The Katsina Emirate Council banned open grazing of animals within the Katsina metropolis and its surrounding communities. The ban on open grazing in the Emirate was contained in a statement signed by Wakilin Kudin Katsina, Alhaji Abdu Iliyasu.
Iliyasu said the directive became effective from Tuesday, August 3, adding that machinery had been put in place for its effective implementation.
Last May, 17 governors from Southern Nigeria had met and resolved to ban open grazing and movement of cattle by foot in the region following rampant cases of kidnappings and killings traced to criminal elements amongst herders.
The southern governors had barely finished making their pronouncements when criticism and condemnation based purely on ethnicity and tribalism started pouring in from the northern parts of the country. Perhaps, the most preposterous of them all might as well be that coming from the attorney general of the federation (AGF) and minister of justice, Abubakar Malami, in which he faulted the Southern governors’ position on restructuring and ban of open grazing, comparing it with the legitimate businesses of the Ndigbo, who have not been accused of kidnappings or killing their hosts, or failing to pay taxes, neither have they been accused of trespassing nor depriving others of their livelihood in the course of plying their trade.
Malami had said the decision of the southern governors to ban open grazing in their states did not align with the provisions of the constitution.
He had retorted that “It is about constitutionality within the context of the freedoms expressed in our constitution. Can you deny the rights of a Nigerian?” Malami had asked, adding that, “For example, it is as good as saying, perhaps, maybe, the Northern governors coming together to say they prohibit spare parts trading in the north.”
What warped logic from a minister of a federation as complex and complicated as Nigeria! That is how low we have come in the sycophancy that characterizes the activities of the government of the day.
Shocked by the pedantic outburst of Malami, the Senate spokesman, Ajibola Basiru, had called for his immediate removal from office. Of course, we all knew that won’t happen because of Buhari’s policy of sticking with a losing team.
Senator Basiru accused the AGF of pursuing a parochial, ethnic agenda, adding that he is not worthy to occupy such a position of trust. The comment, he said, “was not dignifying of the status of the nation’s attorney-general and minister of justice.”
The Senate’s spokesman, who is also a Senior Advocate of Nigeria (SAN) said: “Equating the activities of archaic nomadic herdsmen destroying peoples means of livelihood with others legitimately carrying on businesses by selling spare parts in their shops stands logic on its head.”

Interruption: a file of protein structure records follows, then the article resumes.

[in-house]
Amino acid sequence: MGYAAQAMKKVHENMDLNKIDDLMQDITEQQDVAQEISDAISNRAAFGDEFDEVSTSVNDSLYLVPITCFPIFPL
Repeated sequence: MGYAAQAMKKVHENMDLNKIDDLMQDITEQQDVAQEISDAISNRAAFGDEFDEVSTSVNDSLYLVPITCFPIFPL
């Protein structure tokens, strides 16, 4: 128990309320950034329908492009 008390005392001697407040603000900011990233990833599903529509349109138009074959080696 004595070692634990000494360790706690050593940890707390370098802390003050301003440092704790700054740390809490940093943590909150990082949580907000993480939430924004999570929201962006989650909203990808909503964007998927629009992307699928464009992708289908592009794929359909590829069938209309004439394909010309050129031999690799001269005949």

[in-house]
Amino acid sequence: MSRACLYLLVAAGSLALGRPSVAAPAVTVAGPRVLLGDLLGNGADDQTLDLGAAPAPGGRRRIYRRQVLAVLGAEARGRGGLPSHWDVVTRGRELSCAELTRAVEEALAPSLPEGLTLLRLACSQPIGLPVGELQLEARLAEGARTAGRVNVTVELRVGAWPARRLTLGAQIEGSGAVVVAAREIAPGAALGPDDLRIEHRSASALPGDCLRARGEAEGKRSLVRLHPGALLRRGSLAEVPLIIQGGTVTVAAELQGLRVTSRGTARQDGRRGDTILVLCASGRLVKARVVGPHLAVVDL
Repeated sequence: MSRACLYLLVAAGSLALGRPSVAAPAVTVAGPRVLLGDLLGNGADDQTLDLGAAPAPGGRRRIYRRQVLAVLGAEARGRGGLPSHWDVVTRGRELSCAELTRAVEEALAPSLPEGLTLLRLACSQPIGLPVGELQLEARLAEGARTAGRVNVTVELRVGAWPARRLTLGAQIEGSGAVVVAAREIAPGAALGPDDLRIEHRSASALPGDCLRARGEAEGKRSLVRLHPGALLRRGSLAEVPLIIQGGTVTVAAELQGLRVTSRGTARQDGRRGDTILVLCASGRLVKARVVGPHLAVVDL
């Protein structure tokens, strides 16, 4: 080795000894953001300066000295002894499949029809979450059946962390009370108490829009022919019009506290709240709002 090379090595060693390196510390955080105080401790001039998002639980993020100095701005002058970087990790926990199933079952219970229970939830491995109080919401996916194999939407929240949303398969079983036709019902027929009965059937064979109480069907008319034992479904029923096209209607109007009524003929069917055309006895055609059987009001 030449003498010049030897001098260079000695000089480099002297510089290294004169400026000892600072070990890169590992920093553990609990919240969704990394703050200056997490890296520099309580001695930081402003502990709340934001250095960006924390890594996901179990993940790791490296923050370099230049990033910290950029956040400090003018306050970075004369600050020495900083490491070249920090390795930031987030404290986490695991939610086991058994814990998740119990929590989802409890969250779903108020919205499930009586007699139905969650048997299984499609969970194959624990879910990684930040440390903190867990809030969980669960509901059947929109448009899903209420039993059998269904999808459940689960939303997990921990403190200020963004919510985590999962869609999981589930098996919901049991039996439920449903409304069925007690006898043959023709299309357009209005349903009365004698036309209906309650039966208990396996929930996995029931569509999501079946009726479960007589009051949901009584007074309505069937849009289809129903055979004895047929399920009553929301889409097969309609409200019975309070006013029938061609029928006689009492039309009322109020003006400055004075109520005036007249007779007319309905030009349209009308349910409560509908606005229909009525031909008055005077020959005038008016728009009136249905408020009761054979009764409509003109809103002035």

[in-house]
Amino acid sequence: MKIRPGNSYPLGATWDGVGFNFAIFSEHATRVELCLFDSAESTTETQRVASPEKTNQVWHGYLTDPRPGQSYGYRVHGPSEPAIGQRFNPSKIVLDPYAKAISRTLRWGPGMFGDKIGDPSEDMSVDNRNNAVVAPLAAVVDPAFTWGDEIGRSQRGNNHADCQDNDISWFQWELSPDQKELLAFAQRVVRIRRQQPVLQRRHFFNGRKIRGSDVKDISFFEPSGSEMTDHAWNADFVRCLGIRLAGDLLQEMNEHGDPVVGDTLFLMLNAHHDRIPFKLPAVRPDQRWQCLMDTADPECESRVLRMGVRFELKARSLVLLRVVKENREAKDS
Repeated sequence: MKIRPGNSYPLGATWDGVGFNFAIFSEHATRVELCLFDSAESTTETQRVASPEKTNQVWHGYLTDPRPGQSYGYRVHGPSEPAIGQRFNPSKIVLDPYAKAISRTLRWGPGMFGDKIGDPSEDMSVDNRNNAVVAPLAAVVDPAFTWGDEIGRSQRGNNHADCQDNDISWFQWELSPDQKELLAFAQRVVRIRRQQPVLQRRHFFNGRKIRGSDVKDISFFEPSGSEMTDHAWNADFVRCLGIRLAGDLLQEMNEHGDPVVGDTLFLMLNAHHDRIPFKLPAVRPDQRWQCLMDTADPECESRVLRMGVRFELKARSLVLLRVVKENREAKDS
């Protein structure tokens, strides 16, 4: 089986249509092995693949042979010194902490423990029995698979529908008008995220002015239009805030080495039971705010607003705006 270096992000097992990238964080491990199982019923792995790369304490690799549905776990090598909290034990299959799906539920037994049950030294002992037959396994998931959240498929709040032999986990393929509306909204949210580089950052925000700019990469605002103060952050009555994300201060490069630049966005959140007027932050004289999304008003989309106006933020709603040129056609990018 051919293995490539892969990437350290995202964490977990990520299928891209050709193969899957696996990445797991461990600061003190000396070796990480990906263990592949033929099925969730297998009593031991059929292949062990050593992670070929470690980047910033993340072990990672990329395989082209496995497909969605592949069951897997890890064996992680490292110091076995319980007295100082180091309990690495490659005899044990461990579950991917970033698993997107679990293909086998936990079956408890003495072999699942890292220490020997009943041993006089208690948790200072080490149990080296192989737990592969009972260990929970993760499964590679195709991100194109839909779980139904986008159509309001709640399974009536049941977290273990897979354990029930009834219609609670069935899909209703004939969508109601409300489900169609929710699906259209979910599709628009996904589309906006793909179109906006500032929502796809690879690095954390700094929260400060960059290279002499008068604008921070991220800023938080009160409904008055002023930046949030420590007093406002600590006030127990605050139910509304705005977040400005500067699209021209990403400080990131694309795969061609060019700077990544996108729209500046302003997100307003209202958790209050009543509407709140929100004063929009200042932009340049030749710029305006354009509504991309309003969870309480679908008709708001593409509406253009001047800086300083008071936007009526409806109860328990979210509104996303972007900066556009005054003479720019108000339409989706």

Nobody could have put it more succinctly than Basiru did. Blind loyalty to tribe and religion has continued to obscure patriotism to the country and never has it been more pronounced than in the Buhari regime.
Mary Jane Hurley Brant, writing on Loyalty Vs Blind Loyalty in families had argued that, “Loyalty is essential for genuine family solidarity. But blind loyalty leads to family dysfunction.” By extension, we can as well say that loyalty is essential for genuine national solidarity, but blind loyalty leads to national dysfunction.
It is heartwarming to know that the president is beginning to see reason with those who have insisted that ranching is the way to go. The release of the sum of N5 billion to Katsina State Governor, Aminu Bello Masari, as part-payment N6.5 billion to kickstart the development of cattle ranch in Katsina State, is indicative of the fact that President Buhari has finally come to see reasons with other well-meaning Nigerians. It is bad enough that the president is using public resources to fund private businesses, but if that is the price to pay for peace and to place the nation back on the path of growth and development; it is worth the sacrifice compared to what obtains presently.
If only President Buhari had started this earlier in his regime, it would have spared the nation so many lost lives, millions of displaced persons, wanton destruction of people’s properties as well as the avoidable tension the open crazing crises brought on the nation. However, it is better late than never.